|Sunrise on Rye Beach|
On Saturday we rode a converted lobster boat 6 miles out into the
gulf of Maine for a brief visit to the Isles of Shoals. The Isles of Shoals is a starkly beautiful collection of dry rocky islands which straddle the border between Maine and New Hampshire. We cruised around the major islands of the group and had the opportunity to briefly explore Star Island. Over the centuries the islands have been used as a fishing base for native Americans and early settlers, and more recently as an isolated summer retreat. The islands vary from small tidal ledges to Appledore Island, which at 95 acres is the largest of the group.
The second largest island, and the only one with public ferry service, is 45 acre Star Island. This island is used as a religious conference center affiliated with the United Church of Christ and the Unitarian Universalist Association. During the summer the organization sponsors conferences covering a broad range of religious and secular topics. In addition to the formal conferences, visitors can come for a “personal retreat” staying for one night or a few days. Day visitors are also welcome to explore the rocky landscape and its well preserved historic buildings. The conferences are held in the old Oceanic Hotel and Gosport House, which are the remaining examples of the Isles of Shoal’s “Grand” hotels that were popular during its peak as a summer retreat. There are also many surviving old stone structures dating back to the original settlement. The most striking of these is the classic 150 year old Chapel which proudly overlooks the surrounding islands from its perch on the modest height of land.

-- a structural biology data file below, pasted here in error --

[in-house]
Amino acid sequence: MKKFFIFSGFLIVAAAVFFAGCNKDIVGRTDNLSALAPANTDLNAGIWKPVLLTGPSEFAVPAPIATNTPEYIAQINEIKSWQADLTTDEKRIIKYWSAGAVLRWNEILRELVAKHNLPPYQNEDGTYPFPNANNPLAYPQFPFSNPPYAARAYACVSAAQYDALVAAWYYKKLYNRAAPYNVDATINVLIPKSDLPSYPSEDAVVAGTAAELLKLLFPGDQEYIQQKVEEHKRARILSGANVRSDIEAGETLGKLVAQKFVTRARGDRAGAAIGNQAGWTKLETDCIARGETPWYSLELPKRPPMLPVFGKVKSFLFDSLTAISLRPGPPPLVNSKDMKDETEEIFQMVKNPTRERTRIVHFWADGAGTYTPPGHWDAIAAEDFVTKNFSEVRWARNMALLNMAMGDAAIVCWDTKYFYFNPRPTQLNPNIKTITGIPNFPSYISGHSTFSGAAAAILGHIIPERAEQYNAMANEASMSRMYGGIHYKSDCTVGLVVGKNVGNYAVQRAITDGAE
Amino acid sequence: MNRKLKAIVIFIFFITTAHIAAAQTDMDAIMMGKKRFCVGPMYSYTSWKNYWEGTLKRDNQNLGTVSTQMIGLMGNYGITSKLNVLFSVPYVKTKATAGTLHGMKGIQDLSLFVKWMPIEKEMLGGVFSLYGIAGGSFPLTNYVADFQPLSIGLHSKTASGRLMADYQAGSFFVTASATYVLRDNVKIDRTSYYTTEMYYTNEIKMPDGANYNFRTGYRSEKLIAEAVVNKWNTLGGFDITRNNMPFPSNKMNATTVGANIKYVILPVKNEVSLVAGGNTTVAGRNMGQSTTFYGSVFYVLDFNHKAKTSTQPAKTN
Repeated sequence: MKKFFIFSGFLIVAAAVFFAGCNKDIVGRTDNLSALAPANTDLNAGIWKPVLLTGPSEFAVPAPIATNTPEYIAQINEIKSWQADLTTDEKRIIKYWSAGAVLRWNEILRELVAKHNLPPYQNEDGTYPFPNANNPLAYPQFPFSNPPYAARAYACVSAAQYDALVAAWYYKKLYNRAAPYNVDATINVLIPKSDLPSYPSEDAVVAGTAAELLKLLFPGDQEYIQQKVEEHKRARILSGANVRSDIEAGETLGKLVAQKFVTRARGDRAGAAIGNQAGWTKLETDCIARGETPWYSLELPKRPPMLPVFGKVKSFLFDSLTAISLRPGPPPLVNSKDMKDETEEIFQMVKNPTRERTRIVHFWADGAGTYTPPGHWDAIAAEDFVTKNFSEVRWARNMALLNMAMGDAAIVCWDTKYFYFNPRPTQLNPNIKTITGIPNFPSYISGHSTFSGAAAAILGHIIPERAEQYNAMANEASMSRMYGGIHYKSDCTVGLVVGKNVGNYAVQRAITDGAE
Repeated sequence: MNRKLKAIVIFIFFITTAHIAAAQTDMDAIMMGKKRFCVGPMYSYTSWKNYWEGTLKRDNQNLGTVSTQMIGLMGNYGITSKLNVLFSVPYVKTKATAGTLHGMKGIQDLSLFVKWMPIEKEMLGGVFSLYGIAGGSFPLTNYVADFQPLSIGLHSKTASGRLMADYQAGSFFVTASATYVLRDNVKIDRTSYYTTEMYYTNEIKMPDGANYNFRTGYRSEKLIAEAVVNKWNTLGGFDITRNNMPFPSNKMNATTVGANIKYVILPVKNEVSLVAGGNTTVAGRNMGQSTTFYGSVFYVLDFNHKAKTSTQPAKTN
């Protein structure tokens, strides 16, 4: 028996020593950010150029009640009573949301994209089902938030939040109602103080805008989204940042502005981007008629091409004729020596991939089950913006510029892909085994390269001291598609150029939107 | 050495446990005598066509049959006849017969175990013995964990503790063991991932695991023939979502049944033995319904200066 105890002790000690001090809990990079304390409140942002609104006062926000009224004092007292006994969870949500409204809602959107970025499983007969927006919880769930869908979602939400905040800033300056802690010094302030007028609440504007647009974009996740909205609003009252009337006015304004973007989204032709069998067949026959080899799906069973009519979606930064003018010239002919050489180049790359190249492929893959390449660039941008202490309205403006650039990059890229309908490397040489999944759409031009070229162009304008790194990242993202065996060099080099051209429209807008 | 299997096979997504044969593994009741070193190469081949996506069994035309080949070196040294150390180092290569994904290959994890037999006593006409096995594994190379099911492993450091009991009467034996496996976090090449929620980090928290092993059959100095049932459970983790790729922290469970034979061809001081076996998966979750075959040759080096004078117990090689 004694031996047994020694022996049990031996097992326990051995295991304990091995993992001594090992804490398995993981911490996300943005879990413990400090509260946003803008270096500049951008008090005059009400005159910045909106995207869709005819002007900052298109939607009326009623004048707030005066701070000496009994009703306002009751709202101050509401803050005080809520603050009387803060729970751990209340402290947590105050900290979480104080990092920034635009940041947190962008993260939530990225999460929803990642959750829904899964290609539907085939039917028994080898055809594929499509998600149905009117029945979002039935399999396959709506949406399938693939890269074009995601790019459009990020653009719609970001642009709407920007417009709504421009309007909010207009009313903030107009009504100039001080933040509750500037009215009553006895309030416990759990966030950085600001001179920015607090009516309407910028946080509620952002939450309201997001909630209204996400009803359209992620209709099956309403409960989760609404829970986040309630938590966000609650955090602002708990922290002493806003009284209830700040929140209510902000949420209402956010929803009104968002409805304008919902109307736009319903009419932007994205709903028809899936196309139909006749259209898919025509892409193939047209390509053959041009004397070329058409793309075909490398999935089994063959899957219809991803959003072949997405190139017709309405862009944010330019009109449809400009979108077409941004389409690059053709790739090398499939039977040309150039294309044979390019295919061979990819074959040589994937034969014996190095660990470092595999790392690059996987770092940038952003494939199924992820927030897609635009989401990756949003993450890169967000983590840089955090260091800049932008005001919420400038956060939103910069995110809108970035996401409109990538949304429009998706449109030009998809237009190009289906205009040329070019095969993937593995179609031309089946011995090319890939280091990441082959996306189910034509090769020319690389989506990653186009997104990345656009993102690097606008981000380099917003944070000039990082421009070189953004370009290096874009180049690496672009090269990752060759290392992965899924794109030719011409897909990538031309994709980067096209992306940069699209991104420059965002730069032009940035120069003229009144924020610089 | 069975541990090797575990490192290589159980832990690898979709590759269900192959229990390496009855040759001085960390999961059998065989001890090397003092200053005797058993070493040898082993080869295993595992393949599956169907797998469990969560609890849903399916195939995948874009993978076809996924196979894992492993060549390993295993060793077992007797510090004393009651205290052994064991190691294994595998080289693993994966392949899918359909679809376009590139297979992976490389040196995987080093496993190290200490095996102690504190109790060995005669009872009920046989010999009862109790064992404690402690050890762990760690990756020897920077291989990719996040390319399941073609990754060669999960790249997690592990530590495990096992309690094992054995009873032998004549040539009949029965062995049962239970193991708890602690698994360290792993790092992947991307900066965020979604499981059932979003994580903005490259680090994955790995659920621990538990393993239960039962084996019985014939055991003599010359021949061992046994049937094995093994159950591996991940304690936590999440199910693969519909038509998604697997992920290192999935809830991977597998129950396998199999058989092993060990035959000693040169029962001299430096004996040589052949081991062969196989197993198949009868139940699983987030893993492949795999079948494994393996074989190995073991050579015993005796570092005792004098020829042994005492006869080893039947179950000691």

|The Ferry from Portsmouth is in.|
|White Island Light|
from Star Island
|White Island Lighthouse|
For more information :Star Island Corporation
For more images check out my Atlantic Coast Flickr Set